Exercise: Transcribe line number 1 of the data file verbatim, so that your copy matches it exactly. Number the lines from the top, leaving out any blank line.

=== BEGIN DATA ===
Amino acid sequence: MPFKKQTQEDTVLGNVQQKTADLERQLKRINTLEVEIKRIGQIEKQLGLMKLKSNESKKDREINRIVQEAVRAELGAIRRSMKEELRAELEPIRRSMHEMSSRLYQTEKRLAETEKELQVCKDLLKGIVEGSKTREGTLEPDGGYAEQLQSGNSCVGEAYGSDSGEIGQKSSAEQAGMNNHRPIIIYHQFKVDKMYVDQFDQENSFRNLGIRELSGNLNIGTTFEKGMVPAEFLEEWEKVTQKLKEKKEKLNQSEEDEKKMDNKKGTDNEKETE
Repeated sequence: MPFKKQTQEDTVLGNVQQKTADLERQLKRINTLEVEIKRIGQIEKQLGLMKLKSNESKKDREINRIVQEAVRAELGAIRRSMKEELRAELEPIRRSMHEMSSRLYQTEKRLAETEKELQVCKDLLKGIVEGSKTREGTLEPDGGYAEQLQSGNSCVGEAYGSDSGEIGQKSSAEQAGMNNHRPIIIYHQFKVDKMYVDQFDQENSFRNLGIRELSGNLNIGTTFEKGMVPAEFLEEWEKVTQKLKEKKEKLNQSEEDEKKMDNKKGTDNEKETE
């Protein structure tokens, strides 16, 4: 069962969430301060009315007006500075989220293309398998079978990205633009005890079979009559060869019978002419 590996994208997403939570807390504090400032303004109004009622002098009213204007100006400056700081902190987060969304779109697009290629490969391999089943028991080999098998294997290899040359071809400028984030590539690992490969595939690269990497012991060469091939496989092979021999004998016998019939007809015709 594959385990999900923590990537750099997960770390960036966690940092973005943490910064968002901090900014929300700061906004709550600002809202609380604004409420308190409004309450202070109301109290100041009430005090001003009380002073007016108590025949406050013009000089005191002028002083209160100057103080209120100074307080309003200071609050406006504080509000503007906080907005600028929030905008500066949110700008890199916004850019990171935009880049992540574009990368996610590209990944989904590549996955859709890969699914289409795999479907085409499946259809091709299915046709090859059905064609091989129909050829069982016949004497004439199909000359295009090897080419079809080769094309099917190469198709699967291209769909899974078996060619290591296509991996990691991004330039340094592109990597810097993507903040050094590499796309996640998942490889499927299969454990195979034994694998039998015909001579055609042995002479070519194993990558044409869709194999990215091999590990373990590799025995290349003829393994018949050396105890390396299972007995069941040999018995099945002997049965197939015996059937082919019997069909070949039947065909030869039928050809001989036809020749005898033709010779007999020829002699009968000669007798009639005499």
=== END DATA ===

Amino acid sequence: MPFKKQTQEDTVLGNVQQKTADLERQLKRINTLEVEIKRIGQIEKQLGLMKLKSNESKKDREINRIVQEAVRAELGAIRRSMKEELRAELEPIRRSMHEMSSRLYQTEKRLAETEKELQVCKDLLKGIVEGSKTREGTLEPDGGYAEQLQSGNSCVGEAYGSDSGEIGQKSSAEQAGMNNHRPIIIYHQFKVDKMYVDQFDQENSFRNLGIRELSGNLNIGTTFEKGMVPAEFLEEWEKVTQKLKEKKEKLNQSEEDEKKMDNKKGTDNEKETE